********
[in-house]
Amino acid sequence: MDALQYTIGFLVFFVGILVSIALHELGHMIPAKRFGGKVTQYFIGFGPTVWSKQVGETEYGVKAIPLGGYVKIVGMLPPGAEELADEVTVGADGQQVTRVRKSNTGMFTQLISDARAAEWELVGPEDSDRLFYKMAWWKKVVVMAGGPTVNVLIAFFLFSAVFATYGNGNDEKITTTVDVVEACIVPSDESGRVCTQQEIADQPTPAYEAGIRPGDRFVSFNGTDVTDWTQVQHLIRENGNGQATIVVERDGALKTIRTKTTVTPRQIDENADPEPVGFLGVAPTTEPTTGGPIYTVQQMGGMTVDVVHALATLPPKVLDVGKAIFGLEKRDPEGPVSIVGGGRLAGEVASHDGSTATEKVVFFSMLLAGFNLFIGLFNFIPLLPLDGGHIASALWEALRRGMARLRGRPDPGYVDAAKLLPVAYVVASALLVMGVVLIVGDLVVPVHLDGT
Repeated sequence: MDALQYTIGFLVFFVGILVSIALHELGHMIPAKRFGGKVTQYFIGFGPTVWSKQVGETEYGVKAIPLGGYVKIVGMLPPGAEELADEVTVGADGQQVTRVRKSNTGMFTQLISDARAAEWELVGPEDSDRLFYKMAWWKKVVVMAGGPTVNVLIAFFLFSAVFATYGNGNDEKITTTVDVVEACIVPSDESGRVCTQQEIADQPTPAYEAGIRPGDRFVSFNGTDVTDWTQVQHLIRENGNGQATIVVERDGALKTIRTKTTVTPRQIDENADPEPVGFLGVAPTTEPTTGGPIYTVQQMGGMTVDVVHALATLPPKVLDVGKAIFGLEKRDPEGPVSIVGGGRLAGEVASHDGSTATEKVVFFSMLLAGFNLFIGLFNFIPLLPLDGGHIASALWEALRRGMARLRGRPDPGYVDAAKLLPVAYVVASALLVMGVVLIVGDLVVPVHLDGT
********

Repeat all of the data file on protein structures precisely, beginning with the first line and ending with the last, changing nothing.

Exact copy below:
[in-house]
Amino acid sequence: MDALQYTIGFLVFFVGILVSIALHELGHMIPAKRFGGKVTQYFIGFGPTVWSKQVGETEYGVKAIPLGGYVKIVGMLPPGAEELADEVTVGADGQQVTRVRKSNTGMFTQLISDARAAEWELVGPEDSDRLFYKMAWWKKVVVMAGGPTVNVLIAFFLFSAVFATYGNGNDEKITTTVDVVEACIVPSDESGRVCTQQEIADQPTPAYEAGIRPGDRFVSFNGTDVTDWTQVQHLIRENGNGQATIVVERDGALKTIRTKTTVTPRQIDENADPEPVGFLGVAPTTEPTTGGPIYTVQQMGGMTVDVVHALATLPPKVLDVGKAIFGLEKRDPEGPVSIVGGGRLAGEVASHDGSTATEKVVFFSMLLAGFNLFIGLFNFIPLLPLDGGHIASALWEALRRGMARLRGRPDPGYVDAAKLLPVAYVVASALLVMGVVLIVGDLVVPVHLDGT
Repeated sequence: MDALQYTIGFLVFFVGILVSIALHELGHMIPAKRFGGKVTQYFIGFGPTVWSKQVGETEYGVKAIPLGGYVKIVGMLPPGAEELADEVTVGADGQQVTRVRKSNTGMFTQLISDARAAEWELVGPEDSDRLFYKMAWWKKVVVMAGGPTVNVLIAFFLFSAVFATYGNGNDEKITTTVDVVEACIVPSDESGRVCTQQEIADQPTPAYEAGIRPGDRFVSFNGTDVTDWTQVQHLIRENGNGQATIVVERDGALKTIRTKTTVTPRQIDENADPEPVGFLGVAPTTEPTTGGPIYTVQQMGGMTVDVVHALATLPPKVLDVGKAIFGLEKRDPEGPVSIVGGGRLAGEVASHDGSTATEKVVFFSMLLAGFNLFIGLFNFIPLLPLDGGHIASALWEALRRGMARLRGRPDPGYVDAAKLLPVAYVVASALLVMGVVLIVGDLVVPVHLDGT